Writing for the spoken word and for acting demands different skills than writing for the page. Develop your ear, your signature of voice, your sense of subtext. Through a variety of approaches, from improvisation to creative autobiography, students explore character, conflict and drama as metaphor. Writers with material they would like to explore or adapt for the stage are welcome. Expect to complete at least one short play.

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Screenwriting Required Courses

Choose one of the following as long as it is not repeated in any other area.

  • ARTS 115 Introduction to Photography
    4 credits

    This introductory course focuses on the aesthetic and practical elements of image making in photography. Basic principles of camera work, framing, light and lenses are covered. This course provides a foundation for further study in photography.

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  • GNDR 369 GLBT Issues In Literature and Film
    4 credits

    Once a uniformly banned and censored subject, these orientations have been treated with increasing frequency in modern culture. This course examines history and themes in the presentation of "glbt" people, by "glbt" people in novels, plays, poetry, essays, documentaries and films. The course examines perceived notions of the relationship between gender and sexuality, and common themes in the material, including love, desire, tolerance, conflict and social change.

    Course Outline Class Schedule <<<<<<< HEAD ======= >>>>>>> 35179410ff55d83bece68cc1d84aadaa0fa744b8
  • IDST 370 Cinema, Self and Other
    4 credits

    This course offers an interdisciplinary approach to analyzing how identities (cultural, sexual, ethnic, etc.) are constructed in and through film. It provides students with the basic vocabulary and primary theoretical approaches to film analysis and asks them to consider how various points of view and social and political issues are presented and framed, and how our fears and fantasies about others are projected on the screen. Students will help select the films for viewing and discussion, keep a journal of responses to our readings and films, and present a film analysis on one of our themes.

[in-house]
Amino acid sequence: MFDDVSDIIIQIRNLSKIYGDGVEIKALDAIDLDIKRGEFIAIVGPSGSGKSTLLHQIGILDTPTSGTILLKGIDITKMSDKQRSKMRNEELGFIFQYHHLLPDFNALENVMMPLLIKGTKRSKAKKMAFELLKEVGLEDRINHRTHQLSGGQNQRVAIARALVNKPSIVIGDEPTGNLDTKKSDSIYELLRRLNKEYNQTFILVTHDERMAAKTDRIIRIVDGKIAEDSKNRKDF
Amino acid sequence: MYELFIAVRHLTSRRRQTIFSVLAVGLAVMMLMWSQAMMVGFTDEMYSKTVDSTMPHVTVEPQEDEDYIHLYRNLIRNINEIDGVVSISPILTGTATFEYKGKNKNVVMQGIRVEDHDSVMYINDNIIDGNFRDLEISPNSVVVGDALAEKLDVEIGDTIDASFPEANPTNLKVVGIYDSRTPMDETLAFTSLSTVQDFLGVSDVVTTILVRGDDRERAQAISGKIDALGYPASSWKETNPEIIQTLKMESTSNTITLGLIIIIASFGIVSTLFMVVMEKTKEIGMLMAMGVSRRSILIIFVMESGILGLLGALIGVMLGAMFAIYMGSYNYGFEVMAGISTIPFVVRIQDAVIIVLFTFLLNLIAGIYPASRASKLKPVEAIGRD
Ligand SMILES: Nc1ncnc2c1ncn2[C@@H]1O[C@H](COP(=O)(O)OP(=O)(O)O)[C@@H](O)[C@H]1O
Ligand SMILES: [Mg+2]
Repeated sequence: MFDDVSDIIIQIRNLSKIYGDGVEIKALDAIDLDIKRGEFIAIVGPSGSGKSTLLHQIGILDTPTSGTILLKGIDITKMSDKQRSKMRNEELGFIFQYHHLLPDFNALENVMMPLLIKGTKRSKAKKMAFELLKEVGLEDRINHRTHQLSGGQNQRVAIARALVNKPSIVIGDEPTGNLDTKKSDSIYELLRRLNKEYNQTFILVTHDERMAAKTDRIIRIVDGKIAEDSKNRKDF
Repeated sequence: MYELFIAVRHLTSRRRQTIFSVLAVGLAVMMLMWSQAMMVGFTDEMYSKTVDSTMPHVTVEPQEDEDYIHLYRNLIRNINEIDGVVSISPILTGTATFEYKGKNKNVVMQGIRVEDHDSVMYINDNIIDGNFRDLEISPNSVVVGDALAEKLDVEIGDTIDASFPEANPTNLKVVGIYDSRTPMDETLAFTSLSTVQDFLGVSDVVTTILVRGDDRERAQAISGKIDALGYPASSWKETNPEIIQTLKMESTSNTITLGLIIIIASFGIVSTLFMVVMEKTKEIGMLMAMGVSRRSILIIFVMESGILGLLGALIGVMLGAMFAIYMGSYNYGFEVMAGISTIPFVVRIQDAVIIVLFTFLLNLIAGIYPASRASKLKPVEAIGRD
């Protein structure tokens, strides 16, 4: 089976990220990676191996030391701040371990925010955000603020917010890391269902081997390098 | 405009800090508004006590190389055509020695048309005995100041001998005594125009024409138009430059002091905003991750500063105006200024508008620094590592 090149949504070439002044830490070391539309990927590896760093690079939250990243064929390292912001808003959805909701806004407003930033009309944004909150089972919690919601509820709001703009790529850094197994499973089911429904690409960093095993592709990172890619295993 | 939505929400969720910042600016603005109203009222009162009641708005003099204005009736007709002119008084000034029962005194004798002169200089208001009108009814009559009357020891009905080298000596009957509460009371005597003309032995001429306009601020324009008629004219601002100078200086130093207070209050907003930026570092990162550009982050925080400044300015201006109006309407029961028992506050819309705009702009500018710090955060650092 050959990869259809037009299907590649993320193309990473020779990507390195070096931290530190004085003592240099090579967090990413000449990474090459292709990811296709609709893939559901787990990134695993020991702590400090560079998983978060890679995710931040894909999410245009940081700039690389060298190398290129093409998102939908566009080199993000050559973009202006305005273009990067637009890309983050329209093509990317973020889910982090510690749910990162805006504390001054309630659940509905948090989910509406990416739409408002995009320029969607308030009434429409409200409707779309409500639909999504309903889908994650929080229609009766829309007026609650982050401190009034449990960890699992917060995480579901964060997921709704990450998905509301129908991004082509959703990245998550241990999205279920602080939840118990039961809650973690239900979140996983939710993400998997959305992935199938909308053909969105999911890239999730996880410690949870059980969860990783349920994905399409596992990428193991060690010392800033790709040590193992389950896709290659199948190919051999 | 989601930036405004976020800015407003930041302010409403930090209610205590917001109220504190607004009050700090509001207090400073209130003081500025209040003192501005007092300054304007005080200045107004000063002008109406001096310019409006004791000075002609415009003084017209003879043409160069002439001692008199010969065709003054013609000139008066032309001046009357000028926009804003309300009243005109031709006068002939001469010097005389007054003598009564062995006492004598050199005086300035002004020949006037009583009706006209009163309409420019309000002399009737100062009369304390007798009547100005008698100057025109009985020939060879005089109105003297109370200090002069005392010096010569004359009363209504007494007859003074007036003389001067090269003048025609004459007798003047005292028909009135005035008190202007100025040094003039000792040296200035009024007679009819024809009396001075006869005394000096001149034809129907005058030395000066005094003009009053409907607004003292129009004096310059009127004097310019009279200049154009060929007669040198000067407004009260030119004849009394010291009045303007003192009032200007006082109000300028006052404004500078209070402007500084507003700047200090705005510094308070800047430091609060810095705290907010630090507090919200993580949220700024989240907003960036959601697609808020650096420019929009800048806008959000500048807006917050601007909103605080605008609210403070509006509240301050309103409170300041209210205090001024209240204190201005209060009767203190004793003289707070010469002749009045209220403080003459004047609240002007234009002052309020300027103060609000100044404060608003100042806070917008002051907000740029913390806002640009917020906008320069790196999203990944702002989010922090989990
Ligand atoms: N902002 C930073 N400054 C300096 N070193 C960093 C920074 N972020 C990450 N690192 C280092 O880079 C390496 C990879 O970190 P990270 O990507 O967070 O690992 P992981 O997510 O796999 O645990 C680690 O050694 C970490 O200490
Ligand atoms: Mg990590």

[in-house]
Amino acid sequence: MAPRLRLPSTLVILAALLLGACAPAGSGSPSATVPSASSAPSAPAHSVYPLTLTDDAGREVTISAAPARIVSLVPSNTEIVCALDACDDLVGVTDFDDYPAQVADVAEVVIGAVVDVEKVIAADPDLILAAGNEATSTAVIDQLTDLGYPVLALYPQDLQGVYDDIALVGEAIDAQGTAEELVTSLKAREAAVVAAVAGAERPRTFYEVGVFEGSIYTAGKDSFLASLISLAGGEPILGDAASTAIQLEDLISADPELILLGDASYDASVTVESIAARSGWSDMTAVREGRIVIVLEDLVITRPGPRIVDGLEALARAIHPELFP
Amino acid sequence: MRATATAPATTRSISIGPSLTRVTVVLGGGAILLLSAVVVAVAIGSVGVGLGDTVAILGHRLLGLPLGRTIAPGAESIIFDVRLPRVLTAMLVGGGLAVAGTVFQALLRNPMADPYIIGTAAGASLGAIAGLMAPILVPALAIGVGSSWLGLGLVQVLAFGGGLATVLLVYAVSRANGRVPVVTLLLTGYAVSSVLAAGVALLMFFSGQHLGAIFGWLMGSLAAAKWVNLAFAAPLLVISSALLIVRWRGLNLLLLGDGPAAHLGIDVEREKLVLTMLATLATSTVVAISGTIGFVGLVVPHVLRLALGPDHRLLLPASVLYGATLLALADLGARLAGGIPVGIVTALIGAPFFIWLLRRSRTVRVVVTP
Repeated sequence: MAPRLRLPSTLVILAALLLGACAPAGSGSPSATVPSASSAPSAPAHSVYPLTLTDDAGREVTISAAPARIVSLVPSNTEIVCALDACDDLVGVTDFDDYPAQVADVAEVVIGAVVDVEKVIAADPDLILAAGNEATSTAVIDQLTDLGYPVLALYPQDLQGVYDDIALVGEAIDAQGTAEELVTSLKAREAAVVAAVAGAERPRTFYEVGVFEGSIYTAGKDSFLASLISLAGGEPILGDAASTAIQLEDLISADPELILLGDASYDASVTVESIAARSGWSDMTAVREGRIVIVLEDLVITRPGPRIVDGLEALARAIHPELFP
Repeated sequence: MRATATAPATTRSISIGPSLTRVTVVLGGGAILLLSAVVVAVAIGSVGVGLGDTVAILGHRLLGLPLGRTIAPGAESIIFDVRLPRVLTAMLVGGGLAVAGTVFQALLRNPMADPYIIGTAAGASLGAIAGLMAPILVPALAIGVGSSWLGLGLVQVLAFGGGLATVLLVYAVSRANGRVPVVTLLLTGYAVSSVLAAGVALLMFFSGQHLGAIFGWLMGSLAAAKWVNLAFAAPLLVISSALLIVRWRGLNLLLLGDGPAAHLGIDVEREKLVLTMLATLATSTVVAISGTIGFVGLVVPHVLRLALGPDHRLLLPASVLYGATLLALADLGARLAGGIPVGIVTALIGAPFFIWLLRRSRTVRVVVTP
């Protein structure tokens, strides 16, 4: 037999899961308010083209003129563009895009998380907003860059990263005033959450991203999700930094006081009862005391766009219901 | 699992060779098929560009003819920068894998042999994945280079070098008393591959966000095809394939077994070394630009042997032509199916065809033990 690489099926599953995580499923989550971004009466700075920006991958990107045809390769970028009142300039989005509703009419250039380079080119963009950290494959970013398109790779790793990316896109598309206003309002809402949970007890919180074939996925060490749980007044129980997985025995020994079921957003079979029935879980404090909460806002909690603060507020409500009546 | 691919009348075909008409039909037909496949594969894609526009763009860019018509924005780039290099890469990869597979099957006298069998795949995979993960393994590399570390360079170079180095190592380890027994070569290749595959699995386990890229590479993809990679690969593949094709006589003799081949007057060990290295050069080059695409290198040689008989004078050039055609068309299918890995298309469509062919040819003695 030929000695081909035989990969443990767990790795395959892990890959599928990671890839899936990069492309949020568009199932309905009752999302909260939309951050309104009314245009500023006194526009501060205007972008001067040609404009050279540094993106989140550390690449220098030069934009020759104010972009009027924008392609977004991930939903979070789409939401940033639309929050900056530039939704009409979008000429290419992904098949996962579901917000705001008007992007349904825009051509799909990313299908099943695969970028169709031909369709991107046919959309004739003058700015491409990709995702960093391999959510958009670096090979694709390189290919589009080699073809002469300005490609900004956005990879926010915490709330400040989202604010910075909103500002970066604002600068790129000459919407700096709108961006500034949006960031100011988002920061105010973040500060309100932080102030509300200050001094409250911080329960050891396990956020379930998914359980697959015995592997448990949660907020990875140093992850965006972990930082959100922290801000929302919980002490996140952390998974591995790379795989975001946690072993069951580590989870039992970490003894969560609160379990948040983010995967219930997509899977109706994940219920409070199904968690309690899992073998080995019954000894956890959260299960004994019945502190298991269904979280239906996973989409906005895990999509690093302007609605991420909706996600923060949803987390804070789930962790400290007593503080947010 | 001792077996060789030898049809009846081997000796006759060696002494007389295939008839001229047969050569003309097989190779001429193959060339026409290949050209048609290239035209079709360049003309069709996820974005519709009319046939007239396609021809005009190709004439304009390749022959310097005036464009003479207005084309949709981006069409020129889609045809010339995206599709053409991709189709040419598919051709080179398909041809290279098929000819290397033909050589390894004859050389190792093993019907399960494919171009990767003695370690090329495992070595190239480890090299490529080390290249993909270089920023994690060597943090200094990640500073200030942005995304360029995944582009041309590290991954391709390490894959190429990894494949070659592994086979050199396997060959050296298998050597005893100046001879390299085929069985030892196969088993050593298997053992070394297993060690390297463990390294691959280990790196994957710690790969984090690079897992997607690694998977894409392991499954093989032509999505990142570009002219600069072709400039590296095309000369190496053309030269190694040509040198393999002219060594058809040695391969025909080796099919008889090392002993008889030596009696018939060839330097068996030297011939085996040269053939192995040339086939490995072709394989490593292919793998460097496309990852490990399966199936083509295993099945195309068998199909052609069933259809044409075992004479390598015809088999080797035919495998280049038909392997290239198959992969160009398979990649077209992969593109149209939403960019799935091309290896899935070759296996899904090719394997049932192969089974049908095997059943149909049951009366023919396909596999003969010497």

Course Outline Class Schedule <<<<<<< HEAD ======= >>>>>>> 35179410ff55d83bece68cc1d84aadaa0fa744b8
  • MDST 560 Writing for Television
    4 credits

    This course focuses on the techniques of writing for television with an emphasis on examining the professional writing environment on a television program, the history and trends involved in television writing and creating professional quality scripts. Students should consult the Class Schedule for particular topics and descriptions which include situation comedy, drama and newswriting. Familiarity with script software and full attendance required.

    Course Outline Class Schedule <<<<<<< HEAD ======= >>>>>>> 35179410ff55d83bece68cc1d84aadaa0fa744b8
  • LIT 301 The Short Story
    4 credits

    This course is designed to help students read short stories with enjoyment, understanding and critical appreciation. It emphasizes twentieth-century writers including women, ethnic and minority writers, and writers both within and outside the European literary tradition.

    Course Outline Class Schedule <<<<<<< HEAD ======= >>>>>>> 35179410ff55d83bece68cc1d84aadaa0fa744b8
  • LIT 315 Gender in Literature and Film
    4 credits

    This course surveys how classic works of American literature and film assert, examine and/or question gender conventions that affect both men and women. Students discuss ways in which fiction, drama, poetry, popular music and film can promote, question or subvert gender conventions. The goal of these discussions is to make new discoveries about familiar works of literature, to examine a range of assertions and arguments that authors and film directors make about gender, and to consider the purposes gender conventions serve for individuals and the community in the United States.

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  • LIT 342 American Literature: 1870-Present